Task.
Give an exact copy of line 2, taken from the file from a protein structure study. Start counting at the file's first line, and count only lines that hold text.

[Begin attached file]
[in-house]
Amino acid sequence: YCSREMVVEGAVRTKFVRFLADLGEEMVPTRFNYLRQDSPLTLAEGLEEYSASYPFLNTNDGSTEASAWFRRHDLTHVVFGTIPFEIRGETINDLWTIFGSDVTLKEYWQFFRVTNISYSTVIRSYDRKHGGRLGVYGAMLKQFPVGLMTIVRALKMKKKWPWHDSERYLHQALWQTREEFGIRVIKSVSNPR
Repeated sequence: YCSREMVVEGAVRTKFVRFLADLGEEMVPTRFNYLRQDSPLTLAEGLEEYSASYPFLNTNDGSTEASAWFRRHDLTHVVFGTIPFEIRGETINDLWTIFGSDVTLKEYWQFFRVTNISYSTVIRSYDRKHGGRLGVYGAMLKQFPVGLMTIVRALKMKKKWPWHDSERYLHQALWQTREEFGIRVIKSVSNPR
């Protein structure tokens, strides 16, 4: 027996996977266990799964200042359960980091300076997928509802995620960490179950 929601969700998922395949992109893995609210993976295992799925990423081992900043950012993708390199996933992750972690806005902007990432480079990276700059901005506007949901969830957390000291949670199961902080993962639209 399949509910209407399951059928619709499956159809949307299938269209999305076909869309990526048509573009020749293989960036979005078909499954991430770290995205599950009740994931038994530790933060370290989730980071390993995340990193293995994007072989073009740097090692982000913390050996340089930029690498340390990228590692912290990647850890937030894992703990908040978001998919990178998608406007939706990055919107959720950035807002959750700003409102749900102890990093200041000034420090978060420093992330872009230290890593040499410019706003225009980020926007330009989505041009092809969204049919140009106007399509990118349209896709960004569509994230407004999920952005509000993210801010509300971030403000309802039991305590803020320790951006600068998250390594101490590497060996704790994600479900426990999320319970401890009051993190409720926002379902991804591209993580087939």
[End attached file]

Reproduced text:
Amino acid sequence: YCSREMVVEGAVRTKFVRFLADLGEEMVPTRFNYLRQDSPLTLAEGLEEYSASYPFLNTNDGSTEASAWFRRHDLTHVVFGTIPFEIRGETINDLWTIFGSDVTLKEYWQFFRVTNISYSTVIRSYDRKHGGRLGVYGAMLKQFPVGLMTIVRALKMKKKWPWHDSERYLHQALWQTREEFGIRVIKSVSNPR